23 February 2010
The South African government has teamed up with cellphone giant Nokia and publisher Pearson to develop the Imfundo Yam/Yethu project, which aims to get students more interested in mathematics through the use of popular instant messaging programme Mxit.
According to education specialist Henry Kavuma, the project, which allows grade 10 learners to access mathematics content and assessment exercises via MXit software on their mobile phones, will be a great success because learners nowadays spend hours of their free time on programmes like MXit.
According to chief education specialist Henry Kavuma, the project is being piloted in 30 schools around the country.
“Each school from the 30 that were chosen has been provided with a kit which includes 10 mobile phones and training,” Kavuma said in a statement by the Eastern Cape Department of Education this week.
GPRS network, ICT literacy
Criteria for the participating schools included general packet radio service network coverage in the area, a computer with internet connection for maths teachers, and most pupils should have GPRS-enabled phones.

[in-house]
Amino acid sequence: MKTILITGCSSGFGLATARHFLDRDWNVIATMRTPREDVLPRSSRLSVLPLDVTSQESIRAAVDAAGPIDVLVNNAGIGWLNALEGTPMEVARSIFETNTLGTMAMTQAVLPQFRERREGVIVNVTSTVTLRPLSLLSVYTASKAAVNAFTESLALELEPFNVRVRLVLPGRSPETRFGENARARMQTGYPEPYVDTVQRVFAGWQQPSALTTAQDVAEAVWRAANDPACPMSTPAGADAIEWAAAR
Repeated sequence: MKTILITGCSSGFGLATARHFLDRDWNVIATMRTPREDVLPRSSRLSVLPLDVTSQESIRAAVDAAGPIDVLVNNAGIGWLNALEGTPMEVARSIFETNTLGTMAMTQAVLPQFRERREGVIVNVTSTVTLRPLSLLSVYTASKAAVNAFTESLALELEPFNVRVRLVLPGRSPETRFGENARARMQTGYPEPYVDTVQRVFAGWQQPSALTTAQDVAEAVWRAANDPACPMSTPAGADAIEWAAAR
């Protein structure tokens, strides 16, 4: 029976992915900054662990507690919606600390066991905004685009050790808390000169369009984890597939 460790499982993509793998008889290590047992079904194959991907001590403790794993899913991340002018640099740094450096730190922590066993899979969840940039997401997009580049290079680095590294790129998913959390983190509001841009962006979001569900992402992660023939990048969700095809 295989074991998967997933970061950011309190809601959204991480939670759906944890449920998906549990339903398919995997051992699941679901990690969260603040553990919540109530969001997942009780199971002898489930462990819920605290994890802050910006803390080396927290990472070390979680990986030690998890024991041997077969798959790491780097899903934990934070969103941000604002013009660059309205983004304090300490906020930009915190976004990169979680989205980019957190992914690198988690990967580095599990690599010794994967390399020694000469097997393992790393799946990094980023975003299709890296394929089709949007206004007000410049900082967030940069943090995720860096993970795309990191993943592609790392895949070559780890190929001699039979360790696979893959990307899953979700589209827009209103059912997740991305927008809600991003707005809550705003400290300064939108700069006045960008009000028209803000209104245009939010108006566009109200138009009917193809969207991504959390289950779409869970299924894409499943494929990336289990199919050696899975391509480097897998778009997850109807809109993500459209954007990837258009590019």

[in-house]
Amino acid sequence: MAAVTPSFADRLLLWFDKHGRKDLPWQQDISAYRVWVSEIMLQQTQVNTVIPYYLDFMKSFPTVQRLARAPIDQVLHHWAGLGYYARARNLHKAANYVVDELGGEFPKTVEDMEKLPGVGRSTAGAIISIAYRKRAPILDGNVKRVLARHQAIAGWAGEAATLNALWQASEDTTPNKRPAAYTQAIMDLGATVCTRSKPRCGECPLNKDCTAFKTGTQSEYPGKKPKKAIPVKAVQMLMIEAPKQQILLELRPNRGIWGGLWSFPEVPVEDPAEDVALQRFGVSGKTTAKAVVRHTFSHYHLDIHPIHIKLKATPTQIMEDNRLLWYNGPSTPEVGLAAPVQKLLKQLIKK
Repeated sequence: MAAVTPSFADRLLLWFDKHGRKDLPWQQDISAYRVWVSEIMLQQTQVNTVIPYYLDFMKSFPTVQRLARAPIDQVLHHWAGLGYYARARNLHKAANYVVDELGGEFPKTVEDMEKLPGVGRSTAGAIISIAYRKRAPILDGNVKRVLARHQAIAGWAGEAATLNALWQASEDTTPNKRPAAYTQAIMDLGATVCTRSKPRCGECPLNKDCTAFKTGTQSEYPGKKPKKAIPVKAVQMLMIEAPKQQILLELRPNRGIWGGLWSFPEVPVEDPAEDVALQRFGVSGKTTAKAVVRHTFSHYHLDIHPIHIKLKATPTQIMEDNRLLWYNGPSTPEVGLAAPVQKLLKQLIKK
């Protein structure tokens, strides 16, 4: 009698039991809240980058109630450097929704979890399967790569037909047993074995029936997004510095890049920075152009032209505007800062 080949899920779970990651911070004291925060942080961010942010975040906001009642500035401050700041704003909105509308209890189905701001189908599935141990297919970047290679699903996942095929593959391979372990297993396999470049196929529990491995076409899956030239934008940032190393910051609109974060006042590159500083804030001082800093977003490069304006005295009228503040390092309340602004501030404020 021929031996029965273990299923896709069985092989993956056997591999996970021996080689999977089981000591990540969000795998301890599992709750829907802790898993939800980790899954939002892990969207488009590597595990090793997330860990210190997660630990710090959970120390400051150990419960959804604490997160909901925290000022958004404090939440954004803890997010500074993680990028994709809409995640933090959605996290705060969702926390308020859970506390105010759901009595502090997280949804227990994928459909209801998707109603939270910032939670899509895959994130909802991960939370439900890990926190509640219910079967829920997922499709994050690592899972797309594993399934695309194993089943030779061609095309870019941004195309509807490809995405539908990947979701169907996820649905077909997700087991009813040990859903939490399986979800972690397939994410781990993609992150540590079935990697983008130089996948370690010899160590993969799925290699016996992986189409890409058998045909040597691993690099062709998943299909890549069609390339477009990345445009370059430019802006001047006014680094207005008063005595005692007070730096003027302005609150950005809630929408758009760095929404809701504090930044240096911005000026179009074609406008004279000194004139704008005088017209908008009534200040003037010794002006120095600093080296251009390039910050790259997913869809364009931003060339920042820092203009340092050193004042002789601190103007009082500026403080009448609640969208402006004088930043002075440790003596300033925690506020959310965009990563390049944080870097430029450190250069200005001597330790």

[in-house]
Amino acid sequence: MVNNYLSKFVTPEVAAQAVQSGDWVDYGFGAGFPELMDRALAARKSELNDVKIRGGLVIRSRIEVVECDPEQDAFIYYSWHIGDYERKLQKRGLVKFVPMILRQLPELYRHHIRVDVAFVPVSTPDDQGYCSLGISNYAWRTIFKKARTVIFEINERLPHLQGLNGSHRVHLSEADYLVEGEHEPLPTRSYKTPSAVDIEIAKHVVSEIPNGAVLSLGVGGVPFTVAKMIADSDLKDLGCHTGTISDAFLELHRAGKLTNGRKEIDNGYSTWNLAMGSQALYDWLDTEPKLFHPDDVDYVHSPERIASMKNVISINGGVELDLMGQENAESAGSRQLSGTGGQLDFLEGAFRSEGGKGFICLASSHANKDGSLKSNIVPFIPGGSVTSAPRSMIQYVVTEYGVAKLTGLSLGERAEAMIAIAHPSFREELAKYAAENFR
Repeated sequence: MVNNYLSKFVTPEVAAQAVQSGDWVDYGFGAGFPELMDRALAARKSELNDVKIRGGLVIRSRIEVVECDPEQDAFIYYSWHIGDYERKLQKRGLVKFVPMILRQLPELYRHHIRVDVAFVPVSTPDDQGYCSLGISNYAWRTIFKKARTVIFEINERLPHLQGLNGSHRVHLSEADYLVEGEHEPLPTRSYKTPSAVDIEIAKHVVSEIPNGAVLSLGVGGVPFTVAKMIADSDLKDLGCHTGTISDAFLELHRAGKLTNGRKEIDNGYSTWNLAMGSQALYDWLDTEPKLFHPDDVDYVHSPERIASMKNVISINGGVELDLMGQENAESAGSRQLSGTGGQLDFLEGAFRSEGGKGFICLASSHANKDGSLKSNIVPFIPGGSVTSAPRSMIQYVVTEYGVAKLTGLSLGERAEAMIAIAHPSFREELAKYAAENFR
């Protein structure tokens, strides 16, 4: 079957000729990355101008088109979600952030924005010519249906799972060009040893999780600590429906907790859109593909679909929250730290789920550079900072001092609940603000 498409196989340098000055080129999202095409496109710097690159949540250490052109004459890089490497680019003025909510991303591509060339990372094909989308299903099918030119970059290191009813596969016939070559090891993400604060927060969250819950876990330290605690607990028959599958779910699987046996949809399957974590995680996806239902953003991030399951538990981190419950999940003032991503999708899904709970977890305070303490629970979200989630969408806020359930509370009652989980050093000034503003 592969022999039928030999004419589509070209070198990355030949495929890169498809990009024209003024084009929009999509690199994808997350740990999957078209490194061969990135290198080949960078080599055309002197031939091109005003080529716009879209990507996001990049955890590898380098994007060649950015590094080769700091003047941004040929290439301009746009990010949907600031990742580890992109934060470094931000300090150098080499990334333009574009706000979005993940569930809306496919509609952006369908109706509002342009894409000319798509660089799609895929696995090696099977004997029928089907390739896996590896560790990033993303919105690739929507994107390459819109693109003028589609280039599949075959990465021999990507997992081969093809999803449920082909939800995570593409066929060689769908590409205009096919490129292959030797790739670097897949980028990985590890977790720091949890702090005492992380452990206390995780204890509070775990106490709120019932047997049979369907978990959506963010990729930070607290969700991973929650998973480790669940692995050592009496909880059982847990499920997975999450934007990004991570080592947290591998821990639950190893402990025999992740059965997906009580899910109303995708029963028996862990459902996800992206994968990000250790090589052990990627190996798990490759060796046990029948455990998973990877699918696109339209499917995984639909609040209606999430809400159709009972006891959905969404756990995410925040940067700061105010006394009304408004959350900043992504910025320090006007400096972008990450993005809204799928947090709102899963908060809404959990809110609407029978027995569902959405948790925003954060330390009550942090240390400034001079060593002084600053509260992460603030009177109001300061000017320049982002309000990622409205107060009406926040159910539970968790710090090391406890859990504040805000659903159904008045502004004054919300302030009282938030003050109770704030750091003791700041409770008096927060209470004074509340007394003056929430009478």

Teachers must also have basic information communication technology (ICT) skills, such as being able to use e-mail programmes, word processors and spreadsheet programmes.
The project has just been expanded to the Eastern Cape province, where KwaKomani Comprehensive School, Gill College, JS Skenjana High School, Kanise High School, George Mqalo High School and Victoria Girls High School have been chosen to take part.
“The success of this project in these six schools will see it being rolled out in the entire province,” Kavuma said.
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